According to linear regression analysis, gender alone explained 60% of the variation in indexed LV mass. When men and women were considered separately, age and volume of training (mean training hours/week during the year before the examination) combined explained 9% and 15% of this variability, respectively. When AGT polymorphism was added to the model, the cumulative explanation rate increased by 13% (to 22%) in men and by 20% (to 35%) in women. Adding body mass index to the model did not significantly increase the explanation rate, obviously because it was low in all athletes.
Associations of the ACE and AT1 genotypes
Because only one man and four women had the AT1 gene CC homozygote, we compared AA homozygotes with the combined group of AC heterozygotes and CC homozygotes. Left ventricular mass, geometry or filling were not associated with the ACE or AT1 genotype (Table 3).
The novel result in this cross-sectional study was the strong association of adaptive LV hypertrophy with AGT gene M235T polymorphism. The finding was consistent in both men and women athletes, with those homozygous for the T allele having the greatest LV mass. In contrast, the ACE gene I/D genotypes and the AT1 gene A1166C genotypes were not significantly associated with LV mass.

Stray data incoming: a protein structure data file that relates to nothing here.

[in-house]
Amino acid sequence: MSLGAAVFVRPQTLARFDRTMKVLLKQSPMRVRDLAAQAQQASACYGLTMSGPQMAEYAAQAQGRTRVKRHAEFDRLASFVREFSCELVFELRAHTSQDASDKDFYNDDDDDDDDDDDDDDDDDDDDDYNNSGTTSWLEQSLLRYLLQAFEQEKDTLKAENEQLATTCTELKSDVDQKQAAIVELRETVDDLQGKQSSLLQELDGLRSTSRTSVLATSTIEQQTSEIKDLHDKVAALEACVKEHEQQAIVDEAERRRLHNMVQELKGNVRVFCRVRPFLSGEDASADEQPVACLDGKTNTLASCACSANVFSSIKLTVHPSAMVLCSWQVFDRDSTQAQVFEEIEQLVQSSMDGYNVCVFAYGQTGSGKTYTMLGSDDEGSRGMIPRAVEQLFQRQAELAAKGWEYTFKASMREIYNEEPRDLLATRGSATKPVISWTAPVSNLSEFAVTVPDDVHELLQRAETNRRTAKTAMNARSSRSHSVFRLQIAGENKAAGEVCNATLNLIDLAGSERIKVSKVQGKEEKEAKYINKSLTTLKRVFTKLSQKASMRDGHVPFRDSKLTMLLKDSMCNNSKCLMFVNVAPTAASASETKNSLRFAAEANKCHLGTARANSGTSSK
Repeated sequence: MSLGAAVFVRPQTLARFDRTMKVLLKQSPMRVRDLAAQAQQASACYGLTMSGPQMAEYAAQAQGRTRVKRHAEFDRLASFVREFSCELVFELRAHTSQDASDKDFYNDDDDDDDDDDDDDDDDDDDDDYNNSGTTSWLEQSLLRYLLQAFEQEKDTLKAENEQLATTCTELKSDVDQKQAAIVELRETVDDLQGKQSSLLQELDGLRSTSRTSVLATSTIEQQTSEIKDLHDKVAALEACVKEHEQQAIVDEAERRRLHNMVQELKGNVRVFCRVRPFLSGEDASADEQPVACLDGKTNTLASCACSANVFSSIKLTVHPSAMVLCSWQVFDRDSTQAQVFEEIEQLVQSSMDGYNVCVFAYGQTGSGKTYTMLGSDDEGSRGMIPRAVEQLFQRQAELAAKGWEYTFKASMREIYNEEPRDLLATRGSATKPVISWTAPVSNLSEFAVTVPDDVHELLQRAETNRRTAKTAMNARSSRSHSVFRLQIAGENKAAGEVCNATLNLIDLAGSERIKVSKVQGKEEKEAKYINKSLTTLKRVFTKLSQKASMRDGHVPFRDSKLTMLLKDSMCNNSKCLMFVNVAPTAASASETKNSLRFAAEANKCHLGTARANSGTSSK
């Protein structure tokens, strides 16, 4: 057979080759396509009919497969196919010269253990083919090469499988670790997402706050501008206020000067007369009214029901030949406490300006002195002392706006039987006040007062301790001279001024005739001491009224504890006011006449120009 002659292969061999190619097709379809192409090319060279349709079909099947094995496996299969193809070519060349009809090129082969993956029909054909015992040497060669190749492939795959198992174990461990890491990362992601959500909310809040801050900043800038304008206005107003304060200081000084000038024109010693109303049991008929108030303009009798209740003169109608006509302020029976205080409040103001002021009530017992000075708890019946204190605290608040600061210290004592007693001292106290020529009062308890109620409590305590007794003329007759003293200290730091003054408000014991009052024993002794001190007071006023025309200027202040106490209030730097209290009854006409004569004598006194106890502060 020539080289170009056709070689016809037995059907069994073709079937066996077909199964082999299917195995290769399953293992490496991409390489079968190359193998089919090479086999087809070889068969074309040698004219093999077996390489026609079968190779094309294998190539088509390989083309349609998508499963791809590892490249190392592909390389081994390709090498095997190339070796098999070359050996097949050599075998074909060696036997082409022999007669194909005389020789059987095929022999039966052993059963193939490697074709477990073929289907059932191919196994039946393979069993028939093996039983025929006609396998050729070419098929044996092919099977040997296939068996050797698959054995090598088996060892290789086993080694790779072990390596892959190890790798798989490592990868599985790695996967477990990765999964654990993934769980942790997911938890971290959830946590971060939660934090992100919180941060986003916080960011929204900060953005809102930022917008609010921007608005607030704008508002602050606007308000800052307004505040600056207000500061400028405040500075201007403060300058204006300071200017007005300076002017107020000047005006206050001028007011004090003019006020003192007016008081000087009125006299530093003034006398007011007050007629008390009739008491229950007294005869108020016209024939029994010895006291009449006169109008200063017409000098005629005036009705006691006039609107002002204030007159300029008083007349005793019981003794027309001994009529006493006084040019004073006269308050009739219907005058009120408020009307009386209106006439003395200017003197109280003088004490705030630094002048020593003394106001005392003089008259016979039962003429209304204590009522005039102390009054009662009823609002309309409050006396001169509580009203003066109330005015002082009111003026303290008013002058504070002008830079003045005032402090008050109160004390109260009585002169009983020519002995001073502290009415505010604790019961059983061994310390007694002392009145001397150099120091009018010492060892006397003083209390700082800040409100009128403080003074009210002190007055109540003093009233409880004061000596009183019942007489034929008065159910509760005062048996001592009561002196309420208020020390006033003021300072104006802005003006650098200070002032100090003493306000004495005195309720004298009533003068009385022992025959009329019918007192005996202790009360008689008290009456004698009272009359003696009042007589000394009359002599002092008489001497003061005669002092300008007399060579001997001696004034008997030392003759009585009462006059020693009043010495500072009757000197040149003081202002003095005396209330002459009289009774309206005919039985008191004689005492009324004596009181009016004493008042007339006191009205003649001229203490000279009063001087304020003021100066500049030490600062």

Angiotensinogen polymorphism and LV hypertrophy
The M235T polymorphism of the human AGT gene was initially suggested to be associated with variation of serum AGT concentration and risk of essential hypertension (19). Subsequent studies have produced contradictory findings (for review, see Corvol and Jeunemaitre ). A large survey in Finland failed to demonstrate any association between M235T polymorphism and elevated blood pressure (18).
In a heterogenous study population of hospitalized patients in Japan, subjects with the TT genotype were found to have a significantly greater LV mass compared with those with the M allele (10). In contrast, the AGT genotypes were not associated with cardiac dimensions in a twin study (11). In a recent large study of Finnish hypertensive and control subjects, Kauma et al. did not find a significant association between AGT or ACE genotypes and LV mass, although in control men there was a clear tendency to greater ventricular mass in the TT genotype (9).